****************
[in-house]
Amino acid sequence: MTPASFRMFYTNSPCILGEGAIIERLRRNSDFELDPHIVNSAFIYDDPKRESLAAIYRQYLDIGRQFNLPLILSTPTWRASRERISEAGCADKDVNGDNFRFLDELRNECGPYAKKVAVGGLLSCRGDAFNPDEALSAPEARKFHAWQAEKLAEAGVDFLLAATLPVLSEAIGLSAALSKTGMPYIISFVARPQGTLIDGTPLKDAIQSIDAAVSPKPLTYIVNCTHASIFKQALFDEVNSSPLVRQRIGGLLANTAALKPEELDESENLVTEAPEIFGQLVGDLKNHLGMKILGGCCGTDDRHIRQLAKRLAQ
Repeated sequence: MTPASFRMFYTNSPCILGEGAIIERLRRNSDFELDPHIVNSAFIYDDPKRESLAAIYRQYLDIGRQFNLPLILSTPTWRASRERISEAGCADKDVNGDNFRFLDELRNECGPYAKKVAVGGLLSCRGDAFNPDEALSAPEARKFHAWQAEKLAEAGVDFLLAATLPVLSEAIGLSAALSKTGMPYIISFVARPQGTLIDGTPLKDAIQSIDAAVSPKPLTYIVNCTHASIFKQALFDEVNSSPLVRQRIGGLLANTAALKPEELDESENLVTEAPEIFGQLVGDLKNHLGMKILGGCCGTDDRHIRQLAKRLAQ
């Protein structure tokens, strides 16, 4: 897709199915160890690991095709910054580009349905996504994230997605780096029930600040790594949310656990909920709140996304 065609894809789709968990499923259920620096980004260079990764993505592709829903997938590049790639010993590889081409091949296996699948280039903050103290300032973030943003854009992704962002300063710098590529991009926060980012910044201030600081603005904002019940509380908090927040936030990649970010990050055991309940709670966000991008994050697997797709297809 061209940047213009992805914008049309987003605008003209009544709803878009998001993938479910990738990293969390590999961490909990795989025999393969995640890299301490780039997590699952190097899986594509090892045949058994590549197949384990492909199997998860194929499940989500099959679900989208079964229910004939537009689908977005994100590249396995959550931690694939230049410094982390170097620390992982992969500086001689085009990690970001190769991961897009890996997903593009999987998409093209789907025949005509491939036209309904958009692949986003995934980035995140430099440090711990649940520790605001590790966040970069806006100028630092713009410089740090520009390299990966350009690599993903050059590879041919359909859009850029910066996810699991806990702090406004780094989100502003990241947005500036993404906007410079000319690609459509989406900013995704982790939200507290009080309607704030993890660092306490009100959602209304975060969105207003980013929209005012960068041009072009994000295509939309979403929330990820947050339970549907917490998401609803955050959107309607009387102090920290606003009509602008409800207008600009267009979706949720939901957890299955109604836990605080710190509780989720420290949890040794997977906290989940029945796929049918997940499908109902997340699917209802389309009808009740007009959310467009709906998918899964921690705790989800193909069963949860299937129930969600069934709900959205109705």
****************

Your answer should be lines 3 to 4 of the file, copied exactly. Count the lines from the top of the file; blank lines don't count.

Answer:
Repeated sequence: MTPASFRMFYTNSPCILGEGAIIERLRRNSDFELDPHIVNSAFIYDDPKRESLAAIYRQYLDIGRQFNLPLILSTPTWRASRERISEAGCADKDVNGDNFRFLDELRNECGPYAKKVAVGGLLSCRGDAFNPDEALSAPEARKFHAWQAEKLAEAGVDFLLAATLPVLSEAIGLSAALSKTGMPYIISFVARPQGTLIDGTPLKDAIQSIDAAVSPKPLTYIVNCTHASIFKQALFDEVNSSPLVRQRIGGLLANTAALKPEELDESENLVTEAPEIFGQLVGDLKNHLGMKILGGCCGTDDRHIRQLAKRLAQ
């Protein structure tokens, strides 16, 4: 897709199915160890690991095709910054580009349905996504994230997605780096029930600040790594949310656990909920709140996304 065609894809789709968990499923259920620096980004260079990764993505592709829903997938590049790639010993590889081409091949296996699948280039903050103290300032973030943003854009992704962002300063710098590529991009926060980012910044201030600081603005904002019940509380908090927040936030990649970010990050055991309940709670966000991008994050697997797709297809 061209940047213009992805914008049309987003605008003209009544709803878009998001993938479910990738990293969390590999961490909990795989025999393969995640890299301490780039997590699952190097899986594509090892045949058994590549197949384990492909199997998860194929499940989500099959679900989208079964229910004939537009689908977005994100590249396995959550931690694939230049410094982390170097620390992982992969500086001689085009990690970001190769991961897009890996997903593009999987998409093209789907025949005509491939036209309904958009692949986003995934980035995140430099440090711990649940520790605001590790966040970069806006100028630092713009410089740090520009390299990966350009690599993903050059590879041919359909859009850029910066996810699991806990702090406004780094989100502003990241947005500036993404906007410079000319690609459509989406900013995704982790939200507290009080309607704030993890660092306490009100959602209304975060969105207003980013929209005012960068041009072009994000295509939309979403929330990820947050339970549907917490998401609803955050959107309607009387102090920290606003009509602008409800207008600009267009979706949720939901957890299955109604836990605080710190509780989720420290949890040794997977906290989940029945796929049918997940499908109902997340699917209802389309009808009740007009959310467009709906998918899964921690705790989800193909069963949860299937129930969600069934709900959205109705």